Lloyds Bank Building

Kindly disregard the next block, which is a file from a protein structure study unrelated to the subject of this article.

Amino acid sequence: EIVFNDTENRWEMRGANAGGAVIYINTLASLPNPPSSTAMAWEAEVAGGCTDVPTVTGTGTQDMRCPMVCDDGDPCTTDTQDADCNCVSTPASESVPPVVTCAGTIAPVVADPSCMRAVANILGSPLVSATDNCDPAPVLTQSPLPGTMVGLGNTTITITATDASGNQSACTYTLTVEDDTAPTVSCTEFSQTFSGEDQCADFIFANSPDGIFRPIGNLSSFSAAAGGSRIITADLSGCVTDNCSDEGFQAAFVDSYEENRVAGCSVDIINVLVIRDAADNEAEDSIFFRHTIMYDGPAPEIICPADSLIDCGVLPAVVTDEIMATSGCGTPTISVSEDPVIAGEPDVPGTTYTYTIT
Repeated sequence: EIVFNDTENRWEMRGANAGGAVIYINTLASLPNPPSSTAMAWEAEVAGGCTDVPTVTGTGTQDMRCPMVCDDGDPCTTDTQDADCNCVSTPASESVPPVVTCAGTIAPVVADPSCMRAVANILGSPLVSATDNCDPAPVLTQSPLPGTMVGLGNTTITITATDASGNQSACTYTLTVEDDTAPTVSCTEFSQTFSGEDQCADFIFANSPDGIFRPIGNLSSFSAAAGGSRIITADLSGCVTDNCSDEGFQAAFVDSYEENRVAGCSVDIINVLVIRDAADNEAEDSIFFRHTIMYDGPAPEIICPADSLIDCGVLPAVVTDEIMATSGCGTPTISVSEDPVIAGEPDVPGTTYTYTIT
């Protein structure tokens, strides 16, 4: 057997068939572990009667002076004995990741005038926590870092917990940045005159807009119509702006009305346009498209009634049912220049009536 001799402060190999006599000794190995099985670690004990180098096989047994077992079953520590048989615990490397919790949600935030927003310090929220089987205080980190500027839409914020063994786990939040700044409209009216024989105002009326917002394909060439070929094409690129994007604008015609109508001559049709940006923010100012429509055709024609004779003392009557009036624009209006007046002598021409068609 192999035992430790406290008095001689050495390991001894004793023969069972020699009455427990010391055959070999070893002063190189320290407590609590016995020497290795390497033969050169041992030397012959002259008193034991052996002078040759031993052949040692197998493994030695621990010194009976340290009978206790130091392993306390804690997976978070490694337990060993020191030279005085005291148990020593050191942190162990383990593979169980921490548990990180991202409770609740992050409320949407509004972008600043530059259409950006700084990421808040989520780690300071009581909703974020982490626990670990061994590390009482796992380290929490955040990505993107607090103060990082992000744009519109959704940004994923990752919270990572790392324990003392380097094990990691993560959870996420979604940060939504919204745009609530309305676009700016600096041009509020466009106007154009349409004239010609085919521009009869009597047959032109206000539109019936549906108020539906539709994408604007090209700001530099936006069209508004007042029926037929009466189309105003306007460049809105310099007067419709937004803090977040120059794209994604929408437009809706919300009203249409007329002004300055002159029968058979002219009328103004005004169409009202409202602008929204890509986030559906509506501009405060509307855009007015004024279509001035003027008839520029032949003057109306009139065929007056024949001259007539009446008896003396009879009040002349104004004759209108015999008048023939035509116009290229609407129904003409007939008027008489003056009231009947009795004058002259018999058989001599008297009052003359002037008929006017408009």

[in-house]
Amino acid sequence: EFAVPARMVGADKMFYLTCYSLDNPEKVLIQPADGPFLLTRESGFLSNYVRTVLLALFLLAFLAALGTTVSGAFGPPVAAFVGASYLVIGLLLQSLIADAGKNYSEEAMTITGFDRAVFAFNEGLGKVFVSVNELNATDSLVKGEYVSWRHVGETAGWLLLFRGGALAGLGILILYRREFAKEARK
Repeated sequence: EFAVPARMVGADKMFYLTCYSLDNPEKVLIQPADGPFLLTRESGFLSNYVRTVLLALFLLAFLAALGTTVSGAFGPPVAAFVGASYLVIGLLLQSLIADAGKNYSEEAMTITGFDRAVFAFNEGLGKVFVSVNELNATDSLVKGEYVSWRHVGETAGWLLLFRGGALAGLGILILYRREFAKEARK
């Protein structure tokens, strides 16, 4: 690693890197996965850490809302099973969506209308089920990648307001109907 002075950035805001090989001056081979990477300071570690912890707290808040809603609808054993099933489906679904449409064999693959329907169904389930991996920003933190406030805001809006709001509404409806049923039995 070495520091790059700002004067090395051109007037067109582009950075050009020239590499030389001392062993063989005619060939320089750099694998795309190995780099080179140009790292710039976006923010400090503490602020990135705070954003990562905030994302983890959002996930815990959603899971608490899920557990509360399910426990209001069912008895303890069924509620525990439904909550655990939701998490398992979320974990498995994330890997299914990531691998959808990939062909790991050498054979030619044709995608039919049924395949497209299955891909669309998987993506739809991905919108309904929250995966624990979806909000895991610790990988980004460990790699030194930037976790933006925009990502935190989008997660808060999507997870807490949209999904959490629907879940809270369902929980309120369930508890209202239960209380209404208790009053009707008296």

Grade I listed. Its facade is a copy of the east side of Dyrham Park Country House in South Gloucestershire. Indeed, according to Pevsner, the building is “so grand as to call to mind Genoa”. It was constructed at some point between 1690 and 1710 as the new frontage for two older adjoining buildings purchased by the clothier Thomas Cooper. The house was subsequently inherited by Thomas’s son, John Cooper, and later owners included clothiers Samuel Bythesea and Thomas Stillman. In 1866, it became the offices of the Wiltshire and Dorset Bank. At that time, the house still had an extensive “pleasure garden”, greenhouse, stable, and coach house in the rear, stretching all the way back to Union Street. The last remaining parts of the garden were converted in 1960 to create a car park. Dorset & Wiltshire Bank was purchased by Lloyds Bank in 1914.




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